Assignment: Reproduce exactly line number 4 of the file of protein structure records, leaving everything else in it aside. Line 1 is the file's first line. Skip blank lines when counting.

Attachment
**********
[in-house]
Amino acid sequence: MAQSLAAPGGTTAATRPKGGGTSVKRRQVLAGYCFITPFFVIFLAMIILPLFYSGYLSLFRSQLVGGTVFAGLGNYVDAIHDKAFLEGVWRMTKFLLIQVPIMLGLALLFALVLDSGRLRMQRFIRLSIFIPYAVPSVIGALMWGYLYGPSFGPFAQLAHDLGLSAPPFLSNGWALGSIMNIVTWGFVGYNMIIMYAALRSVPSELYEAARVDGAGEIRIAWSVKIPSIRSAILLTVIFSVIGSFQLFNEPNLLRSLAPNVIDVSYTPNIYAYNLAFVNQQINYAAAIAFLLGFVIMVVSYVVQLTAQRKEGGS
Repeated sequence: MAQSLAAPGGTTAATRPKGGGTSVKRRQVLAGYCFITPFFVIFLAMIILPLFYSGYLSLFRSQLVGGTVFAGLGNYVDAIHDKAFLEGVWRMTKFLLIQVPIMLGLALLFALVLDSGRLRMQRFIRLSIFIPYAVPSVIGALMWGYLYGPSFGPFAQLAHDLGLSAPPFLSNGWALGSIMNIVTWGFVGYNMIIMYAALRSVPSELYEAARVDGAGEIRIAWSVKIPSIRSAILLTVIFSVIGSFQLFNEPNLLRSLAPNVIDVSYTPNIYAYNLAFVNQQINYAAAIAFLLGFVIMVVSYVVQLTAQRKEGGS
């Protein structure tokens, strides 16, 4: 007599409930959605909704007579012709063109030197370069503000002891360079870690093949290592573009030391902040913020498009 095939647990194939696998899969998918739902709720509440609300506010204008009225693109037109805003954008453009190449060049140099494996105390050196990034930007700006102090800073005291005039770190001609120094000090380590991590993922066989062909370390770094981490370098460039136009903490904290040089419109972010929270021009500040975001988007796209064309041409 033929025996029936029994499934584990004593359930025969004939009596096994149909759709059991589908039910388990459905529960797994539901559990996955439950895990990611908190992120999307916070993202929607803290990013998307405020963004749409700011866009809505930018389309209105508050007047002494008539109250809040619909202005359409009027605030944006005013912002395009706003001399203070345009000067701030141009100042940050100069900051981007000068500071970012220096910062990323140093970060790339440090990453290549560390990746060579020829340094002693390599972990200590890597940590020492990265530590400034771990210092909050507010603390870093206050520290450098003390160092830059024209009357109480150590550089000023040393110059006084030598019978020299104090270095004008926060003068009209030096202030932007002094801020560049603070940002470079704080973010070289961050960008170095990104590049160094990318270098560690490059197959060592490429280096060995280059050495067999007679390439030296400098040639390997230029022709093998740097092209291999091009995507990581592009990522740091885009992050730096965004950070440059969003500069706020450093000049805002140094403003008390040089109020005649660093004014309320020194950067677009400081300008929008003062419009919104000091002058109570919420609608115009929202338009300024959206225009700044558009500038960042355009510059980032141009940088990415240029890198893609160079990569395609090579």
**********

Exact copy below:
């Protein structure tokens, strides 16, 4: 007599409930959605909704007579012709063109030197370069503000002891360079870690093949290592573009030391902040913020498009 095939647990194939696998899969998918739902709720509440609300506010204008009225693109037109805003954008453009190449060049140099494996105390050196990034930007700006102090800073005291005039770190001609120094000090380590991590993922066989062909370390770094981490370098460039136009903490904290040089419109972010929270021009500040975001988007796209064309041409 033929025996029936029994499934584990004593359930025969004939009596096994149909759709059991589908039910388990459905529960797994539901559990996955439950895990990611908190992120999307916070993202929607803290990013998307405020963004749409700011866009809505930018389309209105508050007047002494008539109250809040619909202005359409009027605030944006005013912002395009706003001399203070345009000067701030141009100042940050100069900051981007000068500071970012220096910062990323140093970060790339440090990453290549560390990746060579020829340094002693390599972990200590890597940590020492990265530590400034771990210092909050507010603390870093206050520290450098003390160092830059024209009357109480150590550089000023040393110059006084030598019978020299104090270095004008926060003068009209030096202030932007002094801020560049603070940002470079704080973010070289961050960008170095990104590049160094990318270098560690490059197959060592490429280096060995280059050495067999007679390439030296400098040639390997230029022709093998740097092209291999091009995507990581592009990522740091885009992050730096965004950070440059969003500069706020450093000049805002140094403003008390040089109020005649660093004014309320020194950067677009400081300008929008003062419009919104000091002058109570919420609608115009929202338009300024959206225009700044558009500038960042355009510059980032141009940088990415240029890198893609160079990569395609090579």